The United States is home to almost 320 million people, and it takes a lot to keep them supplied each day with sufficient, affordable electricity. Americans have become accustomed to this abundant electricity, though, and at affordable prices. But all of this demand necessitates an awful lot off of reliable power generation. And so, a key consideration for policymakers is how to ensure the ongoing security and reliability of America’s power grid.
President Trump likely had some of these concerns in mind when he recently chose to halt the Obama administration’s Clean Power Plan (CPP). It was a move that upset many Beltway pundits. But it was also a prudent move when one considers the ever-growing power needs of America’s homes and businesses.
The CPP would have prematurely forced 25 percent of America’s coal generation capacity off the electric grid.
The basic premise of the CPP was to reduce power plant carbon dioxide emissions to a point 32 percent below 2005 levels. The direct consequence of this effort would have been the dismantling of much of America’s coal-fired power generation. The goal, of course, was to address global warming. But the plan would have served as merely a token climate gesture since it was only projected to achieve a theoretical 0.018 degrees Celsius reduction in global temperatures by 2100 (along with a less than 1 percent cut in global CO2 emissions).
The costs to the nation would have been staggering, though. The CPP would have prematurely forced 25 percent of America’s coal generation capacity off the electric grid. That’s enough generating capacity to power 24 million homes. Overall, the wholesale price of electricity in the United States in 2020 would have risen to more than a third higher than in 2012—for an average annual household increase of $680. And, according to Energy Ventures Analysis, this would have meant overall utility costs rising an extra $214 billion by 2030.
To accomplish such a massive transformation of America’s power grid, utilities would have needed to invest $64 billion in the construction of new power lines and power plants—costs that would have been passed along to consumers. The U.S. Chamber of Commerce has estimated the CPP would have cost $51 billion in annual GDP, along with 224,000 jobs per year.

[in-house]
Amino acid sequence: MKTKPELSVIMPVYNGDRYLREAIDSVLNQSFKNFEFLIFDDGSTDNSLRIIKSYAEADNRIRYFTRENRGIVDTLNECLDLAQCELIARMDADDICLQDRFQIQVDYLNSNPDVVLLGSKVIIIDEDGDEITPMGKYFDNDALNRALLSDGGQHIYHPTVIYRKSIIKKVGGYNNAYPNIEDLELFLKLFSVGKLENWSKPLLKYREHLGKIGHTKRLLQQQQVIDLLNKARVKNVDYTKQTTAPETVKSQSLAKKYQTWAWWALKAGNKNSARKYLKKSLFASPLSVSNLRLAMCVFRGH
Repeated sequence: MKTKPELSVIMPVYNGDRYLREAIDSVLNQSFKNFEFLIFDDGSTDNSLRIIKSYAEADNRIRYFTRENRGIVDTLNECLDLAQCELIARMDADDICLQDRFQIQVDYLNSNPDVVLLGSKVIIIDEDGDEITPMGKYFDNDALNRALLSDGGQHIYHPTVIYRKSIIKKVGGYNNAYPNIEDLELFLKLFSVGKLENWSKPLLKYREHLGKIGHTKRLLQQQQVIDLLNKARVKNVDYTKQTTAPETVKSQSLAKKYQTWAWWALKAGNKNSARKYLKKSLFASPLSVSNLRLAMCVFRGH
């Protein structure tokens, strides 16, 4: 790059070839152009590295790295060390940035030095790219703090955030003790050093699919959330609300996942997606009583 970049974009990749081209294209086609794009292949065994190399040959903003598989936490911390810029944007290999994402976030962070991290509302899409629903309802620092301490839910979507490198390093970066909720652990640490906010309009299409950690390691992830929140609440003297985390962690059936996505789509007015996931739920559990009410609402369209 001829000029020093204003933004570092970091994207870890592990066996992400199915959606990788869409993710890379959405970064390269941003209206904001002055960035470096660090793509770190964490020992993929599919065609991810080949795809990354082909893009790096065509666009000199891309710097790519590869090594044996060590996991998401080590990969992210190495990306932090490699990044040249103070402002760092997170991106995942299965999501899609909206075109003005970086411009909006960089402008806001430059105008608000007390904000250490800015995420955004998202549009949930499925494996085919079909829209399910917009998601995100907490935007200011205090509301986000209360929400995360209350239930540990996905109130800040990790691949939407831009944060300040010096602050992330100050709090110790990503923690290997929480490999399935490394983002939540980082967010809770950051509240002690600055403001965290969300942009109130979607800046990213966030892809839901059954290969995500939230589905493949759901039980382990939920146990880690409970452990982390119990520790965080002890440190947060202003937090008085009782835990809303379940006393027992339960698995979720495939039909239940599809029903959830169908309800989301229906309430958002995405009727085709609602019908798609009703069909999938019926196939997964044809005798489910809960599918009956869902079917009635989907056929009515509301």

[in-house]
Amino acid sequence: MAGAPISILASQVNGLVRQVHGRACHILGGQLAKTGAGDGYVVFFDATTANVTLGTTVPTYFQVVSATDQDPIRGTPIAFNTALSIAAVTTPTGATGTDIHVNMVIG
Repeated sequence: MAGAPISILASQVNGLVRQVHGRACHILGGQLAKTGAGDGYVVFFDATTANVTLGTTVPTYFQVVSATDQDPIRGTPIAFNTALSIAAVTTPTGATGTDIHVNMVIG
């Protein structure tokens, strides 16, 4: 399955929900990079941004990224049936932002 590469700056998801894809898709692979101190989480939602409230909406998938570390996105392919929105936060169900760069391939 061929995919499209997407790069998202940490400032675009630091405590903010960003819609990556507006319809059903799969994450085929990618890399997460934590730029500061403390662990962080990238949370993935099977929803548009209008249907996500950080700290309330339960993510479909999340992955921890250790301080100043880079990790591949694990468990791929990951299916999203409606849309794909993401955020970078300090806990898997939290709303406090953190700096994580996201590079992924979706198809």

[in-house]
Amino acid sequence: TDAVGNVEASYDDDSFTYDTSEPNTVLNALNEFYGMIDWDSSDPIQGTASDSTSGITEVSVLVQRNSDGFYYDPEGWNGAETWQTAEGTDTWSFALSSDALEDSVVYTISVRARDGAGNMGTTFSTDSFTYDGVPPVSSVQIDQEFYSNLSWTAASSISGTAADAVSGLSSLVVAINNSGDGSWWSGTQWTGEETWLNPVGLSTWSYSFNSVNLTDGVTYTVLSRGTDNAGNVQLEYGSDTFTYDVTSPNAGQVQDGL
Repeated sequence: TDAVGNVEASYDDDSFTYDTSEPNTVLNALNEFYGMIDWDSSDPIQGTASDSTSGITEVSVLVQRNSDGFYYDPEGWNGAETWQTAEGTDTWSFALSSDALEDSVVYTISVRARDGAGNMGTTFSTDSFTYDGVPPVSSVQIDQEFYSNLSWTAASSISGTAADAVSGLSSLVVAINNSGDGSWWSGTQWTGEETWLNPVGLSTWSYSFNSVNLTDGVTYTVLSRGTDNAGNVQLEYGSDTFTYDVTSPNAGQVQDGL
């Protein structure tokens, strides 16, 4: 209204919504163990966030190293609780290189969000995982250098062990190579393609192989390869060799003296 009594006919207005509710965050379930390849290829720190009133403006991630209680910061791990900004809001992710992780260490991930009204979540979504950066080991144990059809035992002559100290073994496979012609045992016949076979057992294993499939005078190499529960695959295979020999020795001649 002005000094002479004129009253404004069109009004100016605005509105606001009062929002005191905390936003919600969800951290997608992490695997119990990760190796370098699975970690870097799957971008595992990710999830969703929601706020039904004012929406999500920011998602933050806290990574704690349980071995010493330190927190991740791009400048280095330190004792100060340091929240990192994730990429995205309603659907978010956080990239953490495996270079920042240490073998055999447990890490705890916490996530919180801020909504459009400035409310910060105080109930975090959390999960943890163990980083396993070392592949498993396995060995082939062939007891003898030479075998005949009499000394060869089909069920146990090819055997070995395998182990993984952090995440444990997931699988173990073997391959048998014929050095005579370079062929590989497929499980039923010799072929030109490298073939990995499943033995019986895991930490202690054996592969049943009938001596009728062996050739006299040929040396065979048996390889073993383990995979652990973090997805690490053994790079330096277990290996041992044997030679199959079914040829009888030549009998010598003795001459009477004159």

What’s noteworthy is that many of the coal plants slated for retirement under the CPP are currently running at peak capacity to meet everyday demand. But the “renewable” power expected to replace them has yet to prove as reliable as coal in terms of scalability for electricity generation. Simply put, wind and solar remain frustratingly intermittent — since the sun doesn’t always shine and the wind doesn’t always blow — and they still require backup generation from coal and gas plants. President Trump’s decision to end the CPP means that coal can now compete on a level playing field with both natural gas and subsidized renewables — but without having to struggle against federal regulations, too.
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Coal plants certainly can compete, though, since today’s fleet is 90 percent cleaner than 30 years ago. That’s because utility companies have invested billions and billions of dollars in high-tech environmental controls to trap emissions of sulfur, mercury, and particulate matter. And so, modern coal plants have become very efficient, essentially emitting only water vapor and carbon dioxide as they churn 24/7 to keep the lights on in homes, schools, and hospitals. And thanks to developments like supercritical and ultra-supercritical boilers, along with combined cycle systems, they can also achieve far greater thermal efficiencies, resulting in lower CO2 emissions.
The effort to limit CO2 under the CPP would have posed serious economic disruptions, however. Thus, President Trump’s decision to end the CPP shouldn’t be viewed as simply a handout for the coal industry. Rather, the president has removed unreasonable regulatory impediments to an industry that continues to support an affordable supply of energy for the nation. Going forward, coal power will simply have to compete on its own environmental and economic merits.
President Trump isn’t trying to restore coal to its glory days. But he’s taking a prudent approach in trying to revitalize coal enough so that it can remain a valuable contributor to the nation’s energy mix.
Terry M. Jarrett is an energy attorney and consultant who has served on both the National Association of Regulatory Utility Commissioners and the Missouri Public Service Commission.